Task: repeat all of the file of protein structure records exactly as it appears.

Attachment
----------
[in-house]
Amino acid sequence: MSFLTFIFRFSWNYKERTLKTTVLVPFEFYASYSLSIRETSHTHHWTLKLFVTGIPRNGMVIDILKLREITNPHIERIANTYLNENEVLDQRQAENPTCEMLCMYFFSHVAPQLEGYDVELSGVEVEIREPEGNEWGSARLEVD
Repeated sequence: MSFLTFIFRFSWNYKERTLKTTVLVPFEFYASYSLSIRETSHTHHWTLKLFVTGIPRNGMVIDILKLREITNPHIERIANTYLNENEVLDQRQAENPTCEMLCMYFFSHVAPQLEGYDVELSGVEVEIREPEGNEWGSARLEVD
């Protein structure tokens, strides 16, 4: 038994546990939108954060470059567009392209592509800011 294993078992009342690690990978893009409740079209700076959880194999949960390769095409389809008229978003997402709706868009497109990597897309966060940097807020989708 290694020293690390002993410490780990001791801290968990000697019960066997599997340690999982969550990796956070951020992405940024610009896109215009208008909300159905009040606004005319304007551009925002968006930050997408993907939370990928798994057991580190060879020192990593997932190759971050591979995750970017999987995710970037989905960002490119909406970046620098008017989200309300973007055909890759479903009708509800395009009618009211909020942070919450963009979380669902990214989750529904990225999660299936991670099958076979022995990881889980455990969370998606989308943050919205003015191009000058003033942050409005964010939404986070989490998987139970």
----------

[in-house]
Amino acid sequence: MSFLTFIFRFSWNYKERTLKTTVLVPFEFYASYSLSIRETSHTHHWTLKLFVTGIPRNGMVIDILKLREITNPHIERIANTYLNENEVLDQRQAENPTCEMLCMYFFSHVAPQLEGYDVELSGVEVEIREPEGNEWGSARLEVD
Repeated sequence: MSFLTFIFRFSWNYKERTLKTTVLVPFEFYASYSLSIRETSHTHHWTLKLFVTGIPRNGMVIDILKLREITNPHIERIANTYLNENEVLDQRQAENPTCEMLCMYFFSHVAPQLEGYDVELSGVEVEIREPEGNEWGSARLEVD
């Protein structure tokens, strides 16, 4: 038994546990939108954060470059567009392209592509800011 294993078992009342690690990978893009409740079209700076959880194999949960390769095409389809008229978003997402709706868009497109990597897309966060940097807020989708 290694020293690390002993410490780990001791801290968990000697019960066997599997340690999982969550990796956070951020992405940024610009896109215009208008909300159905009040606004005319304007551009925002968006930050997408993907939370990928798994057991580190060879020192990593997932190759971050591979995750970017999987995710970037989905960002490119909406970046620098008017989200309300973007055909890759479903009708509800395009009618009211909020942070919450963009979380669902990214989750529904990225999660299936991670099958076979022995990881889980455990969370998606989308943050919205003015191009000058003033942050409005964010939404986070989490998987139970």